• Become an iFoster volunteer




    Thank you for considering becoming a foster home for Humane Society of Charlotte animals. Fostering is vital to our mission. The work of foster homes makes young, shy, or ill animals adoptable. Their time in your care, and their subsequent adoption, allows HSC to take in more animals to be adopted.


    image2[1]CAT FOSTERS NEEDED:  Adult cats are one of the most at risk companion animals in our community. As we head towards the colder months, which will lead to a break from all the kittens coming into shelters, we are looking to focus on cats. We found new loving homes for over 450 adult cats in 2015, and we are already on track to adopt more this year … and we need your help.  We have set our goal for 2016 for adult felines at 550 adoptions.  Can you help us get there and play a part in taking them out of the shelter environment and into new loving homes?  How?  Become an HSC Foster today!

    Our shelter only has so much space to house adults cats at a given time, so having foster parents that are willing and able to care for adult cats allows us to bring in additional cats who are at risk of euthanasia.  It also gives cats a chance to relax in a home environment and acclimate to being a pet, while providing loving pet owners an opportunity to make a huge difference in our community.

    Are you interest in becoming an HSC CAT FOSTER?  For more information, please contact our HSC iFoster Coordinator, Donna Hans at dhans@humanecharlotte.org.


    Attractive young Hispanic couple hanging out at a park with their dog and looking like a happy family
    Before we enroll you in the foster program, however, you should first ask yourself these important questions. Only if your honest answer to every one of them is a firm “Yes!” should you complete the foster application. Our animals trust you to have their best interests at heart.

    Click here for our iFoster brochure.

    Click here to contact Donna Hans, HSC iFoster Coordinator about upcoming training classes.

    Are you able to separate the foster animals from your own?
    We recommend you separate the foster animals from your own companion animals at least when you are not there and for a trial period. This makes sure everyone gets along. A separate room or enclosed area with NO carpet will work best. Bathrooms make a great foster area. Remember keep the toilet seat closed (kittens will try to jump in).

    Are you aware that there is a great deal of clean-up and even possible damage to your home when you take a foster?
    Foster animals have ruined drapes, carpeting, clothing, and other valuable items. Preparing your home and the area the animals will stay in can prevent most accidents, but not all of them!

    Are all family members whose lives will be impacted by the fosters willing to have these animals in your home?
    Fosters may be noisy; they may be messy; they may break or otherwise damage items in your home. A part of your living space will have to be closed off and dedicated to them. You will have to spend significant amounts of time with them, and may have to make multiple trips back to the shelter with them even if they are healthy (kittens, for example, need to have their weight gain checked regularly).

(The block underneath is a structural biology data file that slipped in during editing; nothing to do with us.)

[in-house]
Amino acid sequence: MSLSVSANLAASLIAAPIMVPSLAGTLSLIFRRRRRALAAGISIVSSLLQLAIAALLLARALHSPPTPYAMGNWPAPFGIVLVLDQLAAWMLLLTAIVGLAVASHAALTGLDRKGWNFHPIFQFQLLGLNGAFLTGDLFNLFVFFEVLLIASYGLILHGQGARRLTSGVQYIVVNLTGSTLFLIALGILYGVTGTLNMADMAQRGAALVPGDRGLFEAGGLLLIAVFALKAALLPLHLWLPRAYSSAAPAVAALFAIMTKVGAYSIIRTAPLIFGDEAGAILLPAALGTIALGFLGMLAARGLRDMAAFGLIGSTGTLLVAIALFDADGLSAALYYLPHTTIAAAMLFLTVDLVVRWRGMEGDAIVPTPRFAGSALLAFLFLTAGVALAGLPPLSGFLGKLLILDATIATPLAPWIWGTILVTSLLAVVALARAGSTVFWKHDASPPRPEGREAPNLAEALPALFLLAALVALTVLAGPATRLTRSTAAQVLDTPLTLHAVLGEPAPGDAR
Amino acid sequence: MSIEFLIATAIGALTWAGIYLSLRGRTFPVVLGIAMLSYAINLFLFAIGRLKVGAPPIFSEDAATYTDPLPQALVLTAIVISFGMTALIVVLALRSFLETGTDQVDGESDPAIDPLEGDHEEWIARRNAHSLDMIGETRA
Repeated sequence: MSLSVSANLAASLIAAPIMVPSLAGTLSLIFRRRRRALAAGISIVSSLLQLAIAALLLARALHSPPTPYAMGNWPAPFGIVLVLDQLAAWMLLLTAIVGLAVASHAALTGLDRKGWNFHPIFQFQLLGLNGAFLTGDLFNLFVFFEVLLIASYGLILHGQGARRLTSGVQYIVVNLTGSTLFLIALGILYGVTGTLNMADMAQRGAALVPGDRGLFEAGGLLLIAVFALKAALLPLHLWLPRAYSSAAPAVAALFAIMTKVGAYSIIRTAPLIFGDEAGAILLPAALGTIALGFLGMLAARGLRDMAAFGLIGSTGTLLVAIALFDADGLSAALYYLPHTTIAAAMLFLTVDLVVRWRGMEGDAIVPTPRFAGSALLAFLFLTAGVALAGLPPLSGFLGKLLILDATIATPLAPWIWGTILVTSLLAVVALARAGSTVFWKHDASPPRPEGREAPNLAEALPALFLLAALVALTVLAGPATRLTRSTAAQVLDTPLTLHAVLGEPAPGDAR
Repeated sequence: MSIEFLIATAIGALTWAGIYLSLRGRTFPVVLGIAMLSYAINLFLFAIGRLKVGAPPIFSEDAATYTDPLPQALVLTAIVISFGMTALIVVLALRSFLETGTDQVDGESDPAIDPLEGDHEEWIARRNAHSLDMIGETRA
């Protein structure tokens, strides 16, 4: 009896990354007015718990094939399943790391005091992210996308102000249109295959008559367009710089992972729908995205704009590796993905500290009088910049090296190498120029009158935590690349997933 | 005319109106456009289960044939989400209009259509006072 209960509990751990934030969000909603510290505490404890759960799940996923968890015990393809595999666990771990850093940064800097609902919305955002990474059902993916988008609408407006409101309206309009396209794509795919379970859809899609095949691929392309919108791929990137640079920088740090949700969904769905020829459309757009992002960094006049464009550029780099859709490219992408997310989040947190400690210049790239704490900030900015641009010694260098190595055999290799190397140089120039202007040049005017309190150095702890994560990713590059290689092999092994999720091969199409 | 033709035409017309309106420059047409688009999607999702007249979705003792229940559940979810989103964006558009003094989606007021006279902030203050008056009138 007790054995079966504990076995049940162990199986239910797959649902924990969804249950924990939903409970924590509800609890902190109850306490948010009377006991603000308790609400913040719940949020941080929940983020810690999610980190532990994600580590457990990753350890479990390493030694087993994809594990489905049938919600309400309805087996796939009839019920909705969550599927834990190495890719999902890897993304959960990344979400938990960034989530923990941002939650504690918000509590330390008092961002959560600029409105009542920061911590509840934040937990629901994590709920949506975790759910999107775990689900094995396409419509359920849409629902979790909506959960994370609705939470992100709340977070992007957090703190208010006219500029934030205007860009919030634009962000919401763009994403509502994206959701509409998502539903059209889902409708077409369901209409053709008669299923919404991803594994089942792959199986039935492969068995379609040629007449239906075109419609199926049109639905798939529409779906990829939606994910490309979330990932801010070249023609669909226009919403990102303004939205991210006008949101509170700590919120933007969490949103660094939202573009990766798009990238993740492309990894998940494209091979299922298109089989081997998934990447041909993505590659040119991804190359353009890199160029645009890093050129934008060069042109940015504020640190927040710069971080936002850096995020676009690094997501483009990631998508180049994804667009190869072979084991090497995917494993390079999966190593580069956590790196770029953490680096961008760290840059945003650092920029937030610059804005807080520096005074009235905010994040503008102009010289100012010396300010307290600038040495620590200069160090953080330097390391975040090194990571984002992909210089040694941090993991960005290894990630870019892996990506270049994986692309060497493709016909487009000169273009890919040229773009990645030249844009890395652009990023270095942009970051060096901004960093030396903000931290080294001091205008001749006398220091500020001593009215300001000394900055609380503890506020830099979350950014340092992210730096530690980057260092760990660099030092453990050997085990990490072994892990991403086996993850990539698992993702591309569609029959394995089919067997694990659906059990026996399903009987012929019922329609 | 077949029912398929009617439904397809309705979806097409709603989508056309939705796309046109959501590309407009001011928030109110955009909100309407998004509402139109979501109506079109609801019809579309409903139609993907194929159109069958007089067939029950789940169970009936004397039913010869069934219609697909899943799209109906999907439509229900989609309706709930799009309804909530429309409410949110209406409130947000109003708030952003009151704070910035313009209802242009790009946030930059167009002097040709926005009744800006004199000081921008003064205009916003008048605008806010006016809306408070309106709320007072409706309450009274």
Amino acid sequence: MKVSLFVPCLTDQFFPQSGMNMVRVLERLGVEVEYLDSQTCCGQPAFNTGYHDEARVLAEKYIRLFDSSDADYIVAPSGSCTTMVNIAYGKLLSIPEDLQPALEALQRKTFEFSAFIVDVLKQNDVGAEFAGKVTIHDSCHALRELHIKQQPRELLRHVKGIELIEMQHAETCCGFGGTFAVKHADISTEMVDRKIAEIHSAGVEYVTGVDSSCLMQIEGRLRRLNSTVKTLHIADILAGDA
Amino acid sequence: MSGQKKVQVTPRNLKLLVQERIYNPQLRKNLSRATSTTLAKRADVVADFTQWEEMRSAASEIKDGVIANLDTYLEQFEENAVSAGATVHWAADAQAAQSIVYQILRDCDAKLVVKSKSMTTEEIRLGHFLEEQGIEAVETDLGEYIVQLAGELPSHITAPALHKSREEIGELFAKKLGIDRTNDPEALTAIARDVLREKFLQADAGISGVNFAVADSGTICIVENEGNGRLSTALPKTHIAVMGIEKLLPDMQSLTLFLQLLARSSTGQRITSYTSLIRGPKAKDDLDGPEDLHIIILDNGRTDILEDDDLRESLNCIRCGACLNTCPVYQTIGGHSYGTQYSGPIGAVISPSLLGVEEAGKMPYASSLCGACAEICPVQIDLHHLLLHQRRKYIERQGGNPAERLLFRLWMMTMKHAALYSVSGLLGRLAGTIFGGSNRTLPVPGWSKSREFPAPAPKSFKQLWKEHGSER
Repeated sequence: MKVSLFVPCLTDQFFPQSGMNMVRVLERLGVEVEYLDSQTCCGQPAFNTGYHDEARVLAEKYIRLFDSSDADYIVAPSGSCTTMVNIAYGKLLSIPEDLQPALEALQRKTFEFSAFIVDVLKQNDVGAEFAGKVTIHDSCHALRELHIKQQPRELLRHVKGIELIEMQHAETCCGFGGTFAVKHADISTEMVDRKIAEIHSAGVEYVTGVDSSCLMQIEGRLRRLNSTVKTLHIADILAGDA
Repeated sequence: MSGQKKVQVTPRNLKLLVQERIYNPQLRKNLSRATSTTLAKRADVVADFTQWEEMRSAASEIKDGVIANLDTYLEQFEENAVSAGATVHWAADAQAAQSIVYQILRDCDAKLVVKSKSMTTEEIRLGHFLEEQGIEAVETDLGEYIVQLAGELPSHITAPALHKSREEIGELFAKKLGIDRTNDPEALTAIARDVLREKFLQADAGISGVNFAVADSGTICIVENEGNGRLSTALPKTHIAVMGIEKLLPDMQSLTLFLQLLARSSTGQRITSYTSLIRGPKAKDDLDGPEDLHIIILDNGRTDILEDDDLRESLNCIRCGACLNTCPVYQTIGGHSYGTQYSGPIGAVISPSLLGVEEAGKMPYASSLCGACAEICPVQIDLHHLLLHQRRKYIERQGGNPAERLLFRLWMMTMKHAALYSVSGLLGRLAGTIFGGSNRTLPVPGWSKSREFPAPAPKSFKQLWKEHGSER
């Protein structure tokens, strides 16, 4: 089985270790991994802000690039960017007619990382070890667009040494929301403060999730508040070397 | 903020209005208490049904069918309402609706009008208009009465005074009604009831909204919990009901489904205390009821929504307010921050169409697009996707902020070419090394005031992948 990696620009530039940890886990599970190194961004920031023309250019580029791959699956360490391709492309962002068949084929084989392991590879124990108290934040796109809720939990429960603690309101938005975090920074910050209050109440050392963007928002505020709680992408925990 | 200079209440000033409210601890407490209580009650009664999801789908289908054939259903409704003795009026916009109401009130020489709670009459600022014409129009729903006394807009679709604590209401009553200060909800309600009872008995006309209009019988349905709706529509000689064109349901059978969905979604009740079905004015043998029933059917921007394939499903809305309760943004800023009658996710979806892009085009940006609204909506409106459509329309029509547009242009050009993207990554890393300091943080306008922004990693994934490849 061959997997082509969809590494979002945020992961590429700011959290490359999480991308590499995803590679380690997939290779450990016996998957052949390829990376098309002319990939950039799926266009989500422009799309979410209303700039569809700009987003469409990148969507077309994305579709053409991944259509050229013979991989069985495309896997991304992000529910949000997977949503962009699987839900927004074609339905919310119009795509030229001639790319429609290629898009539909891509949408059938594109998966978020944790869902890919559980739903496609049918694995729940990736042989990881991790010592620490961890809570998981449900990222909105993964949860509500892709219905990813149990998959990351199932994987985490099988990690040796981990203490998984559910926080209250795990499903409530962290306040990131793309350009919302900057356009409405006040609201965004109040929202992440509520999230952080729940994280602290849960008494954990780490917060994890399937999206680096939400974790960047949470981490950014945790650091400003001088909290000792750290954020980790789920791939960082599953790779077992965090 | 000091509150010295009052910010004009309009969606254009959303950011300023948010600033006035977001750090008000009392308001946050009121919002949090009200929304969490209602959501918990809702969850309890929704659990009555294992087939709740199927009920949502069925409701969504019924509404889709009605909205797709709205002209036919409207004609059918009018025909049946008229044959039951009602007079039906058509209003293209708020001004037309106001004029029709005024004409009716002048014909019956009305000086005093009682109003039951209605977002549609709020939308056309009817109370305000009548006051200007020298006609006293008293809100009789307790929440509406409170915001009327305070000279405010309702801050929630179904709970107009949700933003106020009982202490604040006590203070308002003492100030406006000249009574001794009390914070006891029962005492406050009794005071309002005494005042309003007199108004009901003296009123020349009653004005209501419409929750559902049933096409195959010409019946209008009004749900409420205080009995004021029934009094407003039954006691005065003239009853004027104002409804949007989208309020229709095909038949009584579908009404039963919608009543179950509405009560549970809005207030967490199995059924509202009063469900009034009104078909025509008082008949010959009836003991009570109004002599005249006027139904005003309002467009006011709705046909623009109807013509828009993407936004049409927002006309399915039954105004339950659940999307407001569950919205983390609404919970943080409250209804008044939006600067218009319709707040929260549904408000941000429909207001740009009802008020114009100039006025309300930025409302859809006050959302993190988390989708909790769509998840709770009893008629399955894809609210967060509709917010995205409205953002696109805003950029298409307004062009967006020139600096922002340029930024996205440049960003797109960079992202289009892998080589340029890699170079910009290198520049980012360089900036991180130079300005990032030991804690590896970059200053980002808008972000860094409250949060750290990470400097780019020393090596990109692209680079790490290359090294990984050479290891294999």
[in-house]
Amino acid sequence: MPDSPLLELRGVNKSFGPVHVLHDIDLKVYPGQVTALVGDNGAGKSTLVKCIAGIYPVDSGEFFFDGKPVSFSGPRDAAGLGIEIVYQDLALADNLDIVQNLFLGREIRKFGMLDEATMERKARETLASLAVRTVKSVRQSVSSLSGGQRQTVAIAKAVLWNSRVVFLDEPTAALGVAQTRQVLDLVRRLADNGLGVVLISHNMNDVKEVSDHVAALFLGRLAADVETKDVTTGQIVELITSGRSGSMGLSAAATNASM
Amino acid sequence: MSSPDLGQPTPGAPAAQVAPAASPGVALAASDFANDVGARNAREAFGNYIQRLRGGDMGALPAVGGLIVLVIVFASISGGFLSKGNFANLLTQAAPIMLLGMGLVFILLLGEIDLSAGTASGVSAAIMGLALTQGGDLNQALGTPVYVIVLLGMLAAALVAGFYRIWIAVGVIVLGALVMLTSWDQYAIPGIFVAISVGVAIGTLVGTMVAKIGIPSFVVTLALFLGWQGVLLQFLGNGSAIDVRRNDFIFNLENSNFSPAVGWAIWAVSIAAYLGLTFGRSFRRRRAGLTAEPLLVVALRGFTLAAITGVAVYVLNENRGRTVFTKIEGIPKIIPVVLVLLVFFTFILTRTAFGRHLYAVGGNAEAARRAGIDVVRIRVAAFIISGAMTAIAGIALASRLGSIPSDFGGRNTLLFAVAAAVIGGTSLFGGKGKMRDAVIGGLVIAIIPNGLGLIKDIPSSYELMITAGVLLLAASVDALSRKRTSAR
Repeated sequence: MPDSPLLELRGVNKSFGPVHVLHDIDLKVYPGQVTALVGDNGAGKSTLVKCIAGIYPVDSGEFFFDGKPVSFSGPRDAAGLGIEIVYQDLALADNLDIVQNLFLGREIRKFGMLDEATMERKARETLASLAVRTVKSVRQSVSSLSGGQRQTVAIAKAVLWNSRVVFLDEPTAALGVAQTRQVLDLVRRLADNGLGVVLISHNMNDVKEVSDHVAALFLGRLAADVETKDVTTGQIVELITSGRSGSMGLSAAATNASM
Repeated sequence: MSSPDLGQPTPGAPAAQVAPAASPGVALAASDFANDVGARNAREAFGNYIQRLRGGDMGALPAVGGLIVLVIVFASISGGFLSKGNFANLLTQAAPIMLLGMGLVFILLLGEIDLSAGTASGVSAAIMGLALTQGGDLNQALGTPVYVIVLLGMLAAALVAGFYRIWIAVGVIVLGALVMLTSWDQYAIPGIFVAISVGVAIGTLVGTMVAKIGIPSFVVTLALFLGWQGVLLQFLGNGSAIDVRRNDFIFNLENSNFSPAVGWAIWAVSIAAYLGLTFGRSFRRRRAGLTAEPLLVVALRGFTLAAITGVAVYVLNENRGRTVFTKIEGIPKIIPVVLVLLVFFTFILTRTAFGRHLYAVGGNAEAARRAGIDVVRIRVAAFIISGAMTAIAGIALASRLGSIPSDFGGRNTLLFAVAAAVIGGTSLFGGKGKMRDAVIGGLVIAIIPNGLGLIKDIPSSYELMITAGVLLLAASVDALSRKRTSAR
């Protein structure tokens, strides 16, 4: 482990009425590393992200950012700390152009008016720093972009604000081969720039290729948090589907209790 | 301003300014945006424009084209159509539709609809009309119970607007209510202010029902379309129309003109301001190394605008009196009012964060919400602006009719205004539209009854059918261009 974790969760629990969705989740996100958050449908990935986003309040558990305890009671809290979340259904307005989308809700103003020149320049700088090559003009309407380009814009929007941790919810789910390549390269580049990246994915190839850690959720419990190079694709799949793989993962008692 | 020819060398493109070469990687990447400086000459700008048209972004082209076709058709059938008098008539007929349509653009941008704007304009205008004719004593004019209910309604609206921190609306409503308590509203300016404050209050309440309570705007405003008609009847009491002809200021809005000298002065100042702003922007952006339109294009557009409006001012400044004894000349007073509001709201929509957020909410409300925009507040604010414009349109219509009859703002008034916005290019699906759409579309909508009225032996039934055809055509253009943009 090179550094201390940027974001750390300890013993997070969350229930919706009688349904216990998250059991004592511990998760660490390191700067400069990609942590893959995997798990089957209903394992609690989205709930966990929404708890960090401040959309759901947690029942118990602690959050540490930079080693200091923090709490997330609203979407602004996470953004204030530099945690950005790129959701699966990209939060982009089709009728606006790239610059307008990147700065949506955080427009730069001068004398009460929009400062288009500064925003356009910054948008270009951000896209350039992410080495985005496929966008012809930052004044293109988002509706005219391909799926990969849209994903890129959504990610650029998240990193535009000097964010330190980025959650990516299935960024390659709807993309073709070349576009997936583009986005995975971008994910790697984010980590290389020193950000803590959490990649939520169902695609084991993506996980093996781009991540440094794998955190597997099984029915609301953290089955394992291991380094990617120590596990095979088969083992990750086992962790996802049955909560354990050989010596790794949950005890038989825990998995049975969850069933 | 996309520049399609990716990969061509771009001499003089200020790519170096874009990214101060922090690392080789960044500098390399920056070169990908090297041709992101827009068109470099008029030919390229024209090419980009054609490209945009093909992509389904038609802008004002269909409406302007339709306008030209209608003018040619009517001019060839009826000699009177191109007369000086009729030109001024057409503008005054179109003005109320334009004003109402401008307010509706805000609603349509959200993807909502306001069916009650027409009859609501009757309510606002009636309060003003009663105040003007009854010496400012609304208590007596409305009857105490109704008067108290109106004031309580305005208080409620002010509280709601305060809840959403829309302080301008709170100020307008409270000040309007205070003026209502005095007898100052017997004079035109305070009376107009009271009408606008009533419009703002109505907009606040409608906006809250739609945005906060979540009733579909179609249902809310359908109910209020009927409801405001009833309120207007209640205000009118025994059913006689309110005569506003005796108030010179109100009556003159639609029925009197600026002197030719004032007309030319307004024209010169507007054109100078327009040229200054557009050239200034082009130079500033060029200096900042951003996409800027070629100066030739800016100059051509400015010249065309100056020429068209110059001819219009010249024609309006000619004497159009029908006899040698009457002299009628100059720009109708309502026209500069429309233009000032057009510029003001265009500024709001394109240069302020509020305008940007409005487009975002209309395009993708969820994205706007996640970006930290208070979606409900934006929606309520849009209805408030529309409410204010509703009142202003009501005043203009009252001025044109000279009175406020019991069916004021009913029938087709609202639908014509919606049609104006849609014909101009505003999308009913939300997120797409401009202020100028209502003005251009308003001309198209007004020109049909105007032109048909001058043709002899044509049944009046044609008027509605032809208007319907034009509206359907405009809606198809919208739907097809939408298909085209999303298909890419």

Are you able to monitor the health of the foster animals?
    You will need to pay attention to your fosters. You’ll need to spend enough time with them to know their normal behavior patterns. Only then will you be able to spot the signs of illness, or worsening of symptoms, in time to avoid your foster needing expensive veterinary care—or perhaps even dying. The Foster Handbook describes what to look for, but if you’re not paying attention no amount of information will safeguard the health of your fosters.

    Can you get to us quickly in case of an emergency?
    If animals in your care need medical treatment, you must be able promptly to transport the animal either to the shelter or to a designated veterinarian for proper medical treatment.

    Are you emotionally prepared to return the animal after the foster period is up?
    It can be very difficult to let go once you have become emotionally attached to the animals! Remember the day will come for you to bring your foster animals back to the shelter. You will be giving love and attention to the animals every day while they’re in your care. . . then one day they’ll be gone. Your only comfort will be knowing that they are much more likely to find a loving, permanent home because of YOUR work!

    Can you place your trust in the staff to decide what is the best for the animal?
    Sometimes adoption is not an option even after the animal has been fostered. Knowing that an animal you have fostered may not be adoptable can be very hard to manage emotionally.

    Do you feel comfortable explaining to friends that these animals are not yours to adopt out and that they must go through the regular adoption process?
    If you are interested in helping to find homes for your foster animals, you must refer your friends and family to the shelter staff to complete an adoption application. The animals cannot be adopted out from your home.
    Interested in attending one of our iFoster training classes? They take place the 3rd Saturday of each month at 10:00am.

    If you’re ready to help Humane Society of Charlotte as a foster volunteer, please become a registered volunteer by completing our on-line application. You will then receive a message telling you how to schedule your foster parent training.

    If you have any additional questions, please contact Donna Hans, HSC iFoster Coordinator at dhans@humanecharlotte.org.